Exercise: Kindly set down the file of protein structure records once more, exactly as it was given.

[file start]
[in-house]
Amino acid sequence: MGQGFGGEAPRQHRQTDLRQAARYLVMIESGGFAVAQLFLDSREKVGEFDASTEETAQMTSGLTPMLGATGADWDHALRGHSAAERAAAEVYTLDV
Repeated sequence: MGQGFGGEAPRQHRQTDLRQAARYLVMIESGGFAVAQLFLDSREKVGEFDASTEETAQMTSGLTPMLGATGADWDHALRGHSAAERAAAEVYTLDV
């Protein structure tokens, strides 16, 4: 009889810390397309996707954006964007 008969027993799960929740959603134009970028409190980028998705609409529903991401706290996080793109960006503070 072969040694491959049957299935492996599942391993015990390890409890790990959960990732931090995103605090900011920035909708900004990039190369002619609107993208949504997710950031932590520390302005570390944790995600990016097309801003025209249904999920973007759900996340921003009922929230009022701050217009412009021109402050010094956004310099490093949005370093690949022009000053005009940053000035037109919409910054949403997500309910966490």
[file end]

[in-house]
Amino acid sequence: MGQGFGGEAPRQHRQTDLRQAARYLVMIESGGFAVAQLFLDSREKVGEFDASTEETAQMTSGLTPMLGATGADWDHALRGHSAAERAAAEVYTLDV
Repeated sequence: MGQGFGGEAPRQHRQTDLRQAARYLVMIESGGFAVAQLFLDSREKVGEFDASTEETAQMTSGLTPMLGATGADWDHALRGHSAAERAAAEVYTLDV
């Protein structure tokens, strides 16, 4: 009889810390397309996707954006964007 008969027993799960929740959603134009970028409190980028998705609409529903991401706290996080793109960006503070 072969040694491959049957299935492996599942391993015990390890409890790990959960990732931090995103605090900011920035909708900004990039190369002619609107993208949504997710950031932590520390302005570390944790995600990016097309801003025209249904999920973007759900996340921003009922929230009022701050217009412009021109402050010094956004310099490093949005370093690949022009000053005009940053000035037109919409910054949403997500309910966490």